Why give your doctors permission to incorporate data from fitness trackers and health apps into electronic patient records? Well, they might spot signs of an ailment sooner and suggest behavioral changes or medication before you land in the emergency room. They also might be able to monitor how you’re healing from surgery or whether you’re following a treatment regimen.

“Right now we only see our patients for about a 15-minute visit in the office, and it’s a very constricted view,” said Dr. Lauren Koniaris, a specialist in pulmonary critical care at Hackensack University Medical Center in New Jersey. “This really globalizes the view of their health status, so that we’re really in contact with them on a much more daily if not hour-to-hour basis. It’s almost like a virtual house call.”

At Hackensack, a handful of patients at risk for heart failure are asked to use a fitness tracker to count steps walked and flights climbed. They are also asked to record what they eat — by photographing the product’s bar code, for instance — using a phone app that has a database containing nutrition information on food items. Using Apple’s new HealthKit technology, data from the various trackers and apps get transferred to the Epic MyChart app on the iPhone. From there, the information goes to the hospital’s records system.

Hackensack wants to expand to more patients and start tracking blood pressure and amount of sleep, too. But the hospital first needs to ensure that teams are in place to review the glut of data coming in. More broadly, there’s also a question of whether these trackers and app really improve patient care, and consumer privacy and security issues to address. The University of California, San Francisco, is studying which gadgets are reliable and whether that reliability extends to patients with extreme conditions. Then they have to figure out which data are really meaningful — not just noise.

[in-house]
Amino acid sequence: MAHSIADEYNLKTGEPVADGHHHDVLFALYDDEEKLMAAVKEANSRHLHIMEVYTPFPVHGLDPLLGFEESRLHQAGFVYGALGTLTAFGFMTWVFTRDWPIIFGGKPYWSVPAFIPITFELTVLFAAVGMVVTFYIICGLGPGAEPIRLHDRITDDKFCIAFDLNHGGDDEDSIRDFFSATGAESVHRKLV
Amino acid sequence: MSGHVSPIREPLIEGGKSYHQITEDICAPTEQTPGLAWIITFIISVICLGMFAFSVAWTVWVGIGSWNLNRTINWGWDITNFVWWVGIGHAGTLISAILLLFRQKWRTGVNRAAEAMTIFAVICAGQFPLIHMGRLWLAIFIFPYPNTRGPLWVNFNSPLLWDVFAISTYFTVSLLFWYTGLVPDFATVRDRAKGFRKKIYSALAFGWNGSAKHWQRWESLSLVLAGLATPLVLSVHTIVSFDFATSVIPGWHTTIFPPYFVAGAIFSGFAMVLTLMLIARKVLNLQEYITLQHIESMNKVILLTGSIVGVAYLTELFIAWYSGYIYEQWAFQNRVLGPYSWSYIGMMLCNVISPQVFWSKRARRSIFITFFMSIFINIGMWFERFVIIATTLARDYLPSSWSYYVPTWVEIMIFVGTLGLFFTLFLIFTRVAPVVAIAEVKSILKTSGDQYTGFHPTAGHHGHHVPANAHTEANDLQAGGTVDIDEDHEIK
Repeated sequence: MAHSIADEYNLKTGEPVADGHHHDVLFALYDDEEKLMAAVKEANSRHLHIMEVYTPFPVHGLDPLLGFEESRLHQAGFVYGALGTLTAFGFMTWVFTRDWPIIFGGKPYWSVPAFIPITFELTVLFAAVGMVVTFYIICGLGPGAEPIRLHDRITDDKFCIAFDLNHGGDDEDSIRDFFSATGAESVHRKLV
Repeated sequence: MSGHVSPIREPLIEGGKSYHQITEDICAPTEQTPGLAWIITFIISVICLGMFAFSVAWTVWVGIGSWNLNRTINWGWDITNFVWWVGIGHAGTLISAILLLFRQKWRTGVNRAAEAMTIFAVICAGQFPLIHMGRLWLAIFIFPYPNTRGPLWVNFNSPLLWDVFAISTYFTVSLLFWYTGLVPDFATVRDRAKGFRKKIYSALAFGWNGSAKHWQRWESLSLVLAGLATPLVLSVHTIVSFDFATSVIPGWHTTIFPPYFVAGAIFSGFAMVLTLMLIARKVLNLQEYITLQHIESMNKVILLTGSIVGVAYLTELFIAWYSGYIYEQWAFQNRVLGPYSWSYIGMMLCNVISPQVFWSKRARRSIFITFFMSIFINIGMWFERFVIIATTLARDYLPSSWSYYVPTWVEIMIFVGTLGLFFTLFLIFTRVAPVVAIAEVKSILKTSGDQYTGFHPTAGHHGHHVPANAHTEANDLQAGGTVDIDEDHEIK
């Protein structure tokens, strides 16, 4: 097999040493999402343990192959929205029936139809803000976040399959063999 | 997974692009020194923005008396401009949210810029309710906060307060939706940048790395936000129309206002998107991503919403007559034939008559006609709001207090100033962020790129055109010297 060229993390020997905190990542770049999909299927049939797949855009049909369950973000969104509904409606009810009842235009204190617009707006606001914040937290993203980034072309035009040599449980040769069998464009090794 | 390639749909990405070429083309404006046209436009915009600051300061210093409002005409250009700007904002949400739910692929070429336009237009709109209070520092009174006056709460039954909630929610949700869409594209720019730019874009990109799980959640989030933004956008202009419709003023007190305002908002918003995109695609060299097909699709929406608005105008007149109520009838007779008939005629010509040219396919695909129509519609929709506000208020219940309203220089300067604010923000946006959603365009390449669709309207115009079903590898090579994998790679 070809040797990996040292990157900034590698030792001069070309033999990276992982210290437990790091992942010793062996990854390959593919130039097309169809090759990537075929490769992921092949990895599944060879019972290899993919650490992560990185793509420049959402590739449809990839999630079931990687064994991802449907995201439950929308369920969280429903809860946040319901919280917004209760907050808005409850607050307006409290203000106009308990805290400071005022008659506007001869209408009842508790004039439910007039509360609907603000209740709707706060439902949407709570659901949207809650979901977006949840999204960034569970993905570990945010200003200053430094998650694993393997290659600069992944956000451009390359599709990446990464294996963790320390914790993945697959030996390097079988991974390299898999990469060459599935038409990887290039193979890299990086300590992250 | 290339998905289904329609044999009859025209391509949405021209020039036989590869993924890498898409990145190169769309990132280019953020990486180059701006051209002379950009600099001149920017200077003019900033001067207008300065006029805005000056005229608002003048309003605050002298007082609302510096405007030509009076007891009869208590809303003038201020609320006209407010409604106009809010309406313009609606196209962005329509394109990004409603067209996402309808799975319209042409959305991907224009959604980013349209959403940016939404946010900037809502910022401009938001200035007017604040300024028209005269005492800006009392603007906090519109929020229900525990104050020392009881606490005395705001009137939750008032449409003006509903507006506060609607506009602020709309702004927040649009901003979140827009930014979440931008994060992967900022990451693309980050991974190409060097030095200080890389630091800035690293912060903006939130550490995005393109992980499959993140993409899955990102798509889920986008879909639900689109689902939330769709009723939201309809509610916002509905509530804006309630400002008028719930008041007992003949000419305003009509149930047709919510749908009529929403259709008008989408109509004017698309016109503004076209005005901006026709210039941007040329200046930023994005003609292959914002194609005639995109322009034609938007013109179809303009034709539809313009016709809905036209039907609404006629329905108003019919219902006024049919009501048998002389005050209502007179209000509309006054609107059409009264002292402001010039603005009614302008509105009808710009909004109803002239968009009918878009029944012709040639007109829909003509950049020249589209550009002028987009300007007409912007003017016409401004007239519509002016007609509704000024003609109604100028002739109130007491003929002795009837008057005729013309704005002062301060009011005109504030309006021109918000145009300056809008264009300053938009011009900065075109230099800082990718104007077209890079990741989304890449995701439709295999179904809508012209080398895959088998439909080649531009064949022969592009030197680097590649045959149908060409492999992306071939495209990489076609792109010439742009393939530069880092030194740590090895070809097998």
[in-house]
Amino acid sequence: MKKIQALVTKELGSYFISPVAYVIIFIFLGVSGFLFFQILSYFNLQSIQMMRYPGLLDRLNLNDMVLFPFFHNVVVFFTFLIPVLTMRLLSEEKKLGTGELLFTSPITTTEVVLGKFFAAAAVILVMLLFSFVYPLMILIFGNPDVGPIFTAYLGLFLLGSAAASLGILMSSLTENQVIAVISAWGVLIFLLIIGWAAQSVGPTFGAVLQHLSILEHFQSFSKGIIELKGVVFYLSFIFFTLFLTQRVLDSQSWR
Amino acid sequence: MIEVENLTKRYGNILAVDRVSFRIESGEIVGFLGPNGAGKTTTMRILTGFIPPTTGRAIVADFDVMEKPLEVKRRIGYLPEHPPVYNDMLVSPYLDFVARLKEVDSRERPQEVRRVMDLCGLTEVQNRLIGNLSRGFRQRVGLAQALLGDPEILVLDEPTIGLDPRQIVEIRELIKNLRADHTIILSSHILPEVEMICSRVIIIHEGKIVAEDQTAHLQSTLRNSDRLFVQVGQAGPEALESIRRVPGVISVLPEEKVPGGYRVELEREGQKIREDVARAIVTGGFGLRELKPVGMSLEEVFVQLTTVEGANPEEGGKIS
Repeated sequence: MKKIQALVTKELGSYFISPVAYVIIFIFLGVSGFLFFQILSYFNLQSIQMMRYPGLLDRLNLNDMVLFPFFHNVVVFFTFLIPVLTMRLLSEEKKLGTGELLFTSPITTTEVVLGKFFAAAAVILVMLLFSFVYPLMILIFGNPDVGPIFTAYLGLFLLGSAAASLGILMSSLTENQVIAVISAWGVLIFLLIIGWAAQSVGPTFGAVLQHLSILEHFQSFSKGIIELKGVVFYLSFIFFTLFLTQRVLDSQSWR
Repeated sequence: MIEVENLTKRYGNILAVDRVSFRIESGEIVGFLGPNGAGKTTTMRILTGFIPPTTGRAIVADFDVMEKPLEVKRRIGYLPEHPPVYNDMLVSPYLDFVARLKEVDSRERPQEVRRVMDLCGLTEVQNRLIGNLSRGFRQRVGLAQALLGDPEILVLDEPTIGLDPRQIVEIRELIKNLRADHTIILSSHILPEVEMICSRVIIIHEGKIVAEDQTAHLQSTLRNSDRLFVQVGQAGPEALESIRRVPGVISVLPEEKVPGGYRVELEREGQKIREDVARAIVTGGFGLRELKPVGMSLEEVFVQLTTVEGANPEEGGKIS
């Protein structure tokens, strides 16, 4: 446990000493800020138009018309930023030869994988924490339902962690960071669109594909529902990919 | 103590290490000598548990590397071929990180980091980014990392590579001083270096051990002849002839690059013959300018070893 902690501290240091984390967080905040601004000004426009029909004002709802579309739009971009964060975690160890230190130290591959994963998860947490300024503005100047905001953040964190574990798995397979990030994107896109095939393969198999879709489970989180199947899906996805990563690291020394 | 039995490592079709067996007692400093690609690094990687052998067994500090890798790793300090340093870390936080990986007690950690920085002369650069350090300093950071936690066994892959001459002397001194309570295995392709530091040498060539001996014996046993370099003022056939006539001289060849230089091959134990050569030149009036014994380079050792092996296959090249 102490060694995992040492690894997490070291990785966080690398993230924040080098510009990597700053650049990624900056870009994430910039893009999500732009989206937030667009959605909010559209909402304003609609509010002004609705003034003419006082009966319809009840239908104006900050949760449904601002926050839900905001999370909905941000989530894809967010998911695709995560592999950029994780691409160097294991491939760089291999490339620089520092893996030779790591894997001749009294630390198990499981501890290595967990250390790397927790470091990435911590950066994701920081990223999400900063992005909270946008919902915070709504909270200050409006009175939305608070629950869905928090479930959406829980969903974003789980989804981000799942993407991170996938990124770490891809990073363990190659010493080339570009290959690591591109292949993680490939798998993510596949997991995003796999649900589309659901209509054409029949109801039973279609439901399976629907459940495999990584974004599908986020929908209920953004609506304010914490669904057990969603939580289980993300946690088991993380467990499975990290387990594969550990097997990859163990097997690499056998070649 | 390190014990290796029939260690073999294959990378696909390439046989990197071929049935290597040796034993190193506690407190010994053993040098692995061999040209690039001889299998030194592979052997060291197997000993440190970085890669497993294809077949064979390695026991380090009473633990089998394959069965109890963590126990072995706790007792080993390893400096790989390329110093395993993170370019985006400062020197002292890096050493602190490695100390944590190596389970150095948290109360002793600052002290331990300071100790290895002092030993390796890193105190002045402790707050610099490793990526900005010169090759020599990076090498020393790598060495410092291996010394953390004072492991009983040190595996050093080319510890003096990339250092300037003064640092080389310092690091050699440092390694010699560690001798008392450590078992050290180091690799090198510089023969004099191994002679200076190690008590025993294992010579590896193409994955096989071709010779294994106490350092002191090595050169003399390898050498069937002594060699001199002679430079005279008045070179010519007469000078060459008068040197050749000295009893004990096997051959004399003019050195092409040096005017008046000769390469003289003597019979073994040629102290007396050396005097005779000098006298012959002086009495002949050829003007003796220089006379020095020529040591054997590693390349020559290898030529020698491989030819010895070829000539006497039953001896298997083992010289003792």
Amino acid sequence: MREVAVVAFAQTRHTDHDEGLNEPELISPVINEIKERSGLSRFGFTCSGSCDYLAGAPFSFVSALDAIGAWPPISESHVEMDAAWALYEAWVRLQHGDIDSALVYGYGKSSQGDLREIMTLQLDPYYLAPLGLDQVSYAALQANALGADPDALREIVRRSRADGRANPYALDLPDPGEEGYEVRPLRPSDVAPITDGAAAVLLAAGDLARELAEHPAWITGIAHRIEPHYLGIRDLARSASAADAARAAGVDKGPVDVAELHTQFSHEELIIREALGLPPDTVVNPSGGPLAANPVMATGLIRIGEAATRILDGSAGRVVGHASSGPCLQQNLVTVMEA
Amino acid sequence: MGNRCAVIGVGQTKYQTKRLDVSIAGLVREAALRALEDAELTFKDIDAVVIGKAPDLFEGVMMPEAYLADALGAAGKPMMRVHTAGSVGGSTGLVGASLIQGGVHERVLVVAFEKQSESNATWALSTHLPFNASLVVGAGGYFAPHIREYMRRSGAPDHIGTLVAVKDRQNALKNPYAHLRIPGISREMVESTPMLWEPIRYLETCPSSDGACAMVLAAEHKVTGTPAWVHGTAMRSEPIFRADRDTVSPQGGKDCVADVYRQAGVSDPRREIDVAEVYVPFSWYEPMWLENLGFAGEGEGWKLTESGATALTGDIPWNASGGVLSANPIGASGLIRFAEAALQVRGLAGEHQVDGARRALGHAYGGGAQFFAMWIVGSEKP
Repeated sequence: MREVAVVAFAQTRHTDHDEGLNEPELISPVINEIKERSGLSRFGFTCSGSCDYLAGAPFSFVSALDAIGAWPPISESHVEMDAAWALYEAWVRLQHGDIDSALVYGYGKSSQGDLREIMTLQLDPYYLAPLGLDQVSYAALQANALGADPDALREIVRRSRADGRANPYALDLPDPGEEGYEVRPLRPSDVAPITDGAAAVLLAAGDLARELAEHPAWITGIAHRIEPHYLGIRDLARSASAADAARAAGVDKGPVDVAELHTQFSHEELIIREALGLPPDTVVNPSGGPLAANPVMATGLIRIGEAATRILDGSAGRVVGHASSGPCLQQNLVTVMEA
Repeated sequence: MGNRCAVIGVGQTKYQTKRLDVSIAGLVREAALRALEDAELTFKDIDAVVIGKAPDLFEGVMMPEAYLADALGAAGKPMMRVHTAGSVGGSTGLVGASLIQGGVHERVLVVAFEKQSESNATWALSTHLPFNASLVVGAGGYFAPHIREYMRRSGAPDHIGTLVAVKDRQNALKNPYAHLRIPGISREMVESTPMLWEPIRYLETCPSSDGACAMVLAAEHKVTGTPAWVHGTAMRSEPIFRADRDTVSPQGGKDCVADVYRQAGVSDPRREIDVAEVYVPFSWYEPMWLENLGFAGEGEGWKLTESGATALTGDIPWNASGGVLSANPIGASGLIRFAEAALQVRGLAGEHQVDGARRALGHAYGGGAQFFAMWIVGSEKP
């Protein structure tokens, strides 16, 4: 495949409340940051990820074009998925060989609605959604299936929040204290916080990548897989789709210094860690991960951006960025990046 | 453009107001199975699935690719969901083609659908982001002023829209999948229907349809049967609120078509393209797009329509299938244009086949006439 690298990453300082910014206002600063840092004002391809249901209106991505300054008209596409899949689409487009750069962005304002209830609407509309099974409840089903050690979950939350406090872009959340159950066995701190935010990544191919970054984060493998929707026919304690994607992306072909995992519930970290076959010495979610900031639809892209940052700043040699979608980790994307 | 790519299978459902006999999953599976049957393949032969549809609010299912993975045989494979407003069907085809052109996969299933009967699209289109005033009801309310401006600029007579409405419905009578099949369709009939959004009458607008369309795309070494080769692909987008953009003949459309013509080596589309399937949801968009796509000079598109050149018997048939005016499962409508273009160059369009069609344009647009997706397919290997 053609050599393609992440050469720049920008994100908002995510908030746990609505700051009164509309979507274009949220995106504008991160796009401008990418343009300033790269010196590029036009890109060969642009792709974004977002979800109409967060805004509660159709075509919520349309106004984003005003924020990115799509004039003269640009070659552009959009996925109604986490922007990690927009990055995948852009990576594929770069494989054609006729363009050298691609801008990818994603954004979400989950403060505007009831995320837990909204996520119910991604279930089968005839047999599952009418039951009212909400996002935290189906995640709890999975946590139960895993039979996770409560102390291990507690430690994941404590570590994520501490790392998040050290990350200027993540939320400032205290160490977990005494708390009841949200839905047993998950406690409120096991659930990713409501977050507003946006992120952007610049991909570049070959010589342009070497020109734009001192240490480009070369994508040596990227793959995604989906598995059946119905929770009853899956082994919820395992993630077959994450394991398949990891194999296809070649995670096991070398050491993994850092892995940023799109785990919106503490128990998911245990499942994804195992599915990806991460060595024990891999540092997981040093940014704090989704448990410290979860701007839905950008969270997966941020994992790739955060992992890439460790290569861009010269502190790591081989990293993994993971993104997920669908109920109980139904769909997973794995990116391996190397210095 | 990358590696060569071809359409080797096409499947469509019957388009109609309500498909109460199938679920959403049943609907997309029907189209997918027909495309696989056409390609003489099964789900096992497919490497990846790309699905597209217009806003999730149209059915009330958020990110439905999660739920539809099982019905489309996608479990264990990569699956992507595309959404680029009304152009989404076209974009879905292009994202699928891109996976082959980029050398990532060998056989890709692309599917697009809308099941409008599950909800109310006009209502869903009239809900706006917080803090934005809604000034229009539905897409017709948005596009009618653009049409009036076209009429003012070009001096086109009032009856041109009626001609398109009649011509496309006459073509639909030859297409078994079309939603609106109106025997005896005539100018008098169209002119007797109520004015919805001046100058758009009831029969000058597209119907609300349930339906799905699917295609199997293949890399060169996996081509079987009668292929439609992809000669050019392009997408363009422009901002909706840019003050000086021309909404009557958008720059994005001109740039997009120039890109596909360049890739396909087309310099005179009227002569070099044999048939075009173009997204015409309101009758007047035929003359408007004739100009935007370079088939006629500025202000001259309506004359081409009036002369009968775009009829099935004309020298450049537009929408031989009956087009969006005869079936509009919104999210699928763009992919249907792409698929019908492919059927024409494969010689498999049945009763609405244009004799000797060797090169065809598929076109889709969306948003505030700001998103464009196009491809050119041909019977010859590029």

Many doctors and hospitals see potential. The Mayo Clinic uses Fitbit trackers to monitor hip-replacement patients for a month after surgery. Health workers get data on daily steps and can tell when patients have trouble walking — a hundred or more miles away. The Ochsner Health System in New Orleans is turning to wireless scales and blood-pressure devices to help reduce readmissions for chronic diseases such as heart failure. Not only can doctors intervene sooner, they can use the data to show how exercise can help lower blood pressure. “If we’re going to succeed in improving health, we have to get patients more engaged in their care,” said Dr. Richard Milani, a cardiologist at Ochsner.